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Being A South Carolina Legislator Isn’t Easy June 18, 2007

Posted by fitsnews in SC Politics.



FITSNews – June 18, 2007 – South Carolina legislators really are heroes. Seriously, you wouldn’t think that passing a state budget and fixing a wasteful and inefficient transportation department was harder than, say, landing on a planet-killing asteroid moving towards Earth at 22,500 miles per hour, drilling a hole into it and detonating a nuclear warhead, but yeah, that’s pretty much the kind of crisis we’re up against. And you know South Carolinians, people. Half of us never even learned how to read, or tie our own shoelaces.

Anyway, after spending months whining across the State House lobby at each other, South Carolina’s Senate and House of Representatives will be back in Columbia this week to take another stab at drafting a $7.4 billion spending plan and restructuring the S.C. Department of Transportation, which is about as well-managed as you would expect it to be in a state where half of our kids don’t graduate from high school.

So after a twelve-day break in which leaders from both legislative bodies (each controlled by Republicans, by the way) did nothing but throw spitballs back and forth at each other, the fate of the world once again rests squarely on the shoulders of these brave men and women. Except it’s not really the fate of the world, it’s actually pay raises for by-and-large success-challenged state employees, new school buses for the nation’s only communist-run bus system and a pair of tax cuts so insignificant you need a microscope to see them.

Not surprisingly Republican Gov. Mark Sanford, whose major accomplishment after five years in office is a healthy if not entirely natural tan, is rooting for nothing to happen on the budget.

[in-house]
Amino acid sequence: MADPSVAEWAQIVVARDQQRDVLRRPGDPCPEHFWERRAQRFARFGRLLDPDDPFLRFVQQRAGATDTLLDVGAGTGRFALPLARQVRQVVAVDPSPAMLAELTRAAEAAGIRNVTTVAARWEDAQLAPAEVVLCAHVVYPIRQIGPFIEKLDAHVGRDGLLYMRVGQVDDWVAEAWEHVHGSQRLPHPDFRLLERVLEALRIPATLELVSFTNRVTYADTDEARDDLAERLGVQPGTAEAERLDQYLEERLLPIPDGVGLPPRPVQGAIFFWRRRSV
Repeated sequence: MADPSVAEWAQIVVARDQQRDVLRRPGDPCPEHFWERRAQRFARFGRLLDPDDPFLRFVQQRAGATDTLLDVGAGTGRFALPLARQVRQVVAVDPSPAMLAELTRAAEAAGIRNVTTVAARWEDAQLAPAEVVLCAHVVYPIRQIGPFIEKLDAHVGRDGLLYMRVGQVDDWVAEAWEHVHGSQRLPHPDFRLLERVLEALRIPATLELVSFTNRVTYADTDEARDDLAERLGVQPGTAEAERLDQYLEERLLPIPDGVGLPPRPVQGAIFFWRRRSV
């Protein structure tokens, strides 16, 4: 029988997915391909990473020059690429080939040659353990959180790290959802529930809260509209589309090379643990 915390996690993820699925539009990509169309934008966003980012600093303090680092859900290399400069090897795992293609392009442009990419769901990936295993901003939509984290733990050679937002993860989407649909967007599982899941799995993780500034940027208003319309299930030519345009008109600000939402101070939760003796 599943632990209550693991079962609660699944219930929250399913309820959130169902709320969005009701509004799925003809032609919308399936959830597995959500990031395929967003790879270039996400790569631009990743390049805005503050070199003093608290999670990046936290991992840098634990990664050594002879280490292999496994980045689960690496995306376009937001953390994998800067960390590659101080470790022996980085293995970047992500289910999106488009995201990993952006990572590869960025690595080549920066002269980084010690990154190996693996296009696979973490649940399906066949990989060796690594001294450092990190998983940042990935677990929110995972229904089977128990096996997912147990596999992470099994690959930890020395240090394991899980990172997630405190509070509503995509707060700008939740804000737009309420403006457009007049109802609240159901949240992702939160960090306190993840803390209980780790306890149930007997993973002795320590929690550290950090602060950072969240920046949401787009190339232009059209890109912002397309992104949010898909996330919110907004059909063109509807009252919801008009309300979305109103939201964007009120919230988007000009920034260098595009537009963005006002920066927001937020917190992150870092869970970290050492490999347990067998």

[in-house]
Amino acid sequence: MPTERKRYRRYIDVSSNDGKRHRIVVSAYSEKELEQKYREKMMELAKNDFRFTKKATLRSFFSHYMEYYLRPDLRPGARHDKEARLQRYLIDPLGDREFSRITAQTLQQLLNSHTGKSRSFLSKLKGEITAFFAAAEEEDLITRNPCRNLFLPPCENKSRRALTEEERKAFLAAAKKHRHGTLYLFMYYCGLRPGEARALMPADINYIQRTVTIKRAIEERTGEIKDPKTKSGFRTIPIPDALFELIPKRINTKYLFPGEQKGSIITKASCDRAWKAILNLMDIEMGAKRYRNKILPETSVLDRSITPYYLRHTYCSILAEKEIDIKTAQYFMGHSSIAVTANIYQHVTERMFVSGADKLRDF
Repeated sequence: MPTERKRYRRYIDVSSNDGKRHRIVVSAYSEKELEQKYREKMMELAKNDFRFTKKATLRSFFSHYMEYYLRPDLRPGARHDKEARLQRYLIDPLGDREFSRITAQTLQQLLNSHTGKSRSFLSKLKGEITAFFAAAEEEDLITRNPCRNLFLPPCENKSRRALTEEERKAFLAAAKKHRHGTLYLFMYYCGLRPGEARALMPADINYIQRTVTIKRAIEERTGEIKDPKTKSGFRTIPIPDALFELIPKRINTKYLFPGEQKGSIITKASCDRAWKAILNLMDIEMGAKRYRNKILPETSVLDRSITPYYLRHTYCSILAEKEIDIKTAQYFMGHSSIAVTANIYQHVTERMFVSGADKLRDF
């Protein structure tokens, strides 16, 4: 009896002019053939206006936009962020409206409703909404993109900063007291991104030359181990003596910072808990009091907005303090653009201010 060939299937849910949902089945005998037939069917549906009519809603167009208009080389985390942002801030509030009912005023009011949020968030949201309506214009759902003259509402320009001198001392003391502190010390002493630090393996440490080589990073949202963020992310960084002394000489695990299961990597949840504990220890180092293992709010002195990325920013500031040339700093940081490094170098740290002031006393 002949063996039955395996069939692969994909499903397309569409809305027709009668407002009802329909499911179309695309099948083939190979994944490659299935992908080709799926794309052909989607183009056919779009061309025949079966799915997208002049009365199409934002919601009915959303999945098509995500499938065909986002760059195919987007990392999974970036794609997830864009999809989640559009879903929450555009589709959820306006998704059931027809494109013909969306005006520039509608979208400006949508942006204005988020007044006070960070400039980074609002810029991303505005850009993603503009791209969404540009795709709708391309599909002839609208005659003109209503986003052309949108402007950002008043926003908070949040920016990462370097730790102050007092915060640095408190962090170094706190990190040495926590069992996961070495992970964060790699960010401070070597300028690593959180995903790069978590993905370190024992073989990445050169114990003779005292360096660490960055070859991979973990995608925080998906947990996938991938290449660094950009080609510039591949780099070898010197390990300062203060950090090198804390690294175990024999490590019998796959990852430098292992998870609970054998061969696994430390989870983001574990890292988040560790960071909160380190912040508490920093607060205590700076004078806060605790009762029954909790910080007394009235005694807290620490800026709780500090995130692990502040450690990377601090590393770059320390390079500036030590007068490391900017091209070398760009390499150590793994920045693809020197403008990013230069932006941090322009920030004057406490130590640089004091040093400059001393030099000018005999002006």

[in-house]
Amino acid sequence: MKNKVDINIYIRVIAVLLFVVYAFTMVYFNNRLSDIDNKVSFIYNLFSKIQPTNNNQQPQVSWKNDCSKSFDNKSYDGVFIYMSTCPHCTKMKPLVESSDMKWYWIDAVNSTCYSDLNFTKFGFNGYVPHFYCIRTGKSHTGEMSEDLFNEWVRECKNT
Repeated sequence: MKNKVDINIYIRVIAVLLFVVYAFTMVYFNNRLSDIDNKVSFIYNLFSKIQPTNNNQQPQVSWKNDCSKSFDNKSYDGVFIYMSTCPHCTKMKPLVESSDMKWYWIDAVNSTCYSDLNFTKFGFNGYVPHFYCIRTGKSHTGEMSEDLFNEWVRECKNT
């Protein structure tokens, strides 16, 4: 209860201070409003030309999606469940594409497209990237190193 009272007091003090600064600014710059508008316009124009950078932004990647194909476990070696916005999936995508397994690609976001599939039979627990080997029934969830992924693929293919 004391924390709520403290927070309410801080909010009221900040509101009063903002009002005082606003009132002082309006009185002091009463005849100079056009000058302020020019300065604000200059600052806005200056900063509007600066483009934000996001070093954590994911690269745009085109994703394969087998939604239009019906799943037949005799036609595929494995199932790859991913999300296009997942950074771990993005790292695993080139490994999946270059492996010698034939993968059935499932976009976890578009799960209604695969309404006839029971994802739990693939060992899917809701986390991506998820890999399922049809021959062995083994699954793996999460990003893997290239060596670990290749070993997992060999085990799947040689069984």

Ironically, so are we, because it would mean the vast majority of state spending would be frozen at last year’s levels – a case of accidental fiscal discipline, if you will. Of course after growing government by 25% the two previous years, we think a year of holding our horses (with about $1 billion earning interest) makes sense – irrespective of the motivation.

Over the break, Republican House Speaker Bobby Harrell blamed the impasse on the State Senate’s “lack of action” on transportation reform and its “strong unwillingness to bring accountability to a government agency that has wasted millions of taxpayer dollars.”

Senate President Pro Tempore Glenn McConnell fired back five days later, claiming that Harrell’s arguments included “more bologna … than in a delicatessen,” and made use of “the brinksmanship of delay in order to point a finger of blame at the Senate.”

McConnell claimed the House was so focused on “money for earmarks” and creating “an annualization nightmare” that it passed a shoddy transportation reform bill which “would guarantee us a shortfall in other areas and possibly a tax increase with no dedicated source of recurring revenue.”

But the testiness didn’t end there.

Last Thursday, State Rep. Annette Young sent a letter to McConnell accusing the Senate of “walking away from the negotiations” and failing to meet the House halfway on transportation reform.

McConnell responded with a vengeange.

“Perhaps if you would concentrate on the poor wording in your bill instead of posturing in the press, you would have time to get all of the things straight and help us make some real progress,” he wrote Young that same day.

McConnell also told Young she was merely “continuing the blame game that the House is so fond of staging.”

Isn’t it sweet when Republicans play nice?

Again, we hope nothing happens over the next week but that’s probably too much to ask of heroes with this kind of mettle. They’re gonna land on that asteroid and blow it up, dagblastit, because like those astronauts in the movie Armageddon, humankind as we know it really does hang in the balance.



1. G.L. - June 18, 2007

This Young woman needs to be voted out, although I could say the same for about half the other house members.

2. DOT reform limps forward » The Palmetto Scoop - June 19, 2007

[…] appears that our superhero legislators have reached a “tentative” agreement on the much-debated but much-needed DOT reform. […]

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